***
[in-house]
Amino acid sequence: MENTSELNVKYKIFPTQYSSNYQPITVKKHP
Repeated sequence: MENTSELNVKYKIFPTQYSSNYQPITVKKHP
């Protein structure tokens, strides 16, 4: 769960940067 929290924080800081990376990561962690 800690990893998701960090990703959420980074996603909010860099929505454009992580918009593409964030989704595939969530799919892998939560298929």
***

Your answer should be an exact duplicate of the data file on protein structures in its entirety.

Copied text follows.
[in-house]
Amino acid sequence: MENTSELNVKYKIFPTQYSSNYQPITVKKHP
Repeated sequence: MENTSELNVKYKIFPTQYSSNYQPITVKKHP
């Protein structure tokens, strides 16, 4: 769960940067 929290924080800081990376990561962690 800690990893998701960090990703959420980074996603909010860099929505454009992580918009593409964030989704595939969530799919892998939560298929």